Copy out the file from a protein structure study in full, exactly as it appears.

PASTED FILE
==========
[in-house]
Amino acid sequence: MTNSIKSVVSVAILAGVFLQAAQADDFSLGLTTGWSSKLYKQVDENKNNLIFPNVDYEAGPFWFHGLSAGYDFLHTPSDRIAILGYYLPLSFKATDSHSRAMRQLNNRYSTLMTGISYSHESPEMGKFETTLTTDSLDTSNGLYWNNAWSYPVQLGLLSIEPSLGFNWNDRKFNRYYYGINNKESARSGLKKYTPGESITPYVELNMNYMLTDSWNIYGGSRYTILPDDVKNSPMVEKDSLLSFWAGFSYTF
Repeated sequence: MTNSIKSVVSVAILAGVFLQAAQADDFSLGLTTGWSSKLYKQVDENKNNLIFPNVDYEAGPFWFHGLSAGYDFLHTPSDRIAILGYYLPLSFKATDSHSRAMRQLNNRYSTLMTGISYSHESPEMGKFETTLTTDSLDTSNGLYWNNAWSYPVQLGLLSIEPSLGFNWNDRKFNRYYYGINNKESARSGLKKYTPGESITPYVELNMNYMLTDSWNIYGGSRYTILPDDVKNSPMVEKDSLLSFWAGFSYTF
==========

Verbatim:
[in-house]
Amino acid sequence: MTNSIKSVVSVAILAGVFLQAAQADDFSLGLTTGWSSKLYKQVDENKNNLIFPNVDYEAGPFWFHGLSAGYDFLHTPSDRIAILGYYLPLSFKATDSHSRAMRQLNNRYSTLMTGISYSHESPEMGKFETTLTTDSLDTSNGLYWNNAWSYPVQLGLLSIEPSLGFNWNDRKFNRYYYGINNKESARSGLKKYTPGESITPYVELNMNYMLTDSWNIYGGSRYTILPDDVKNSPMVEKDSLLSFWAGFSYTF
Repeated sequence: MTNSIKSVVSVAILAGVFLQAAQADDFSLGLTTGWSSKLYKQVDENKNNLIFPNVDYEAGPFWFHGLSAGYDFLHTPSDRIAILGYYLPLSFKATDSHSRAMRQLNNRYSTLMTGISYSHESPEMGKFETTLTTDSLDTSNGLYWNNAWSYPVQLGLLSIEPSLGFNWNDRKFNRYYYGINNKESARSGLKKYTPGESITPYVELNMNYMLTDSWNIYGGSRYTILPDDVKNSPMVEKDSLLSFWAGFSYTF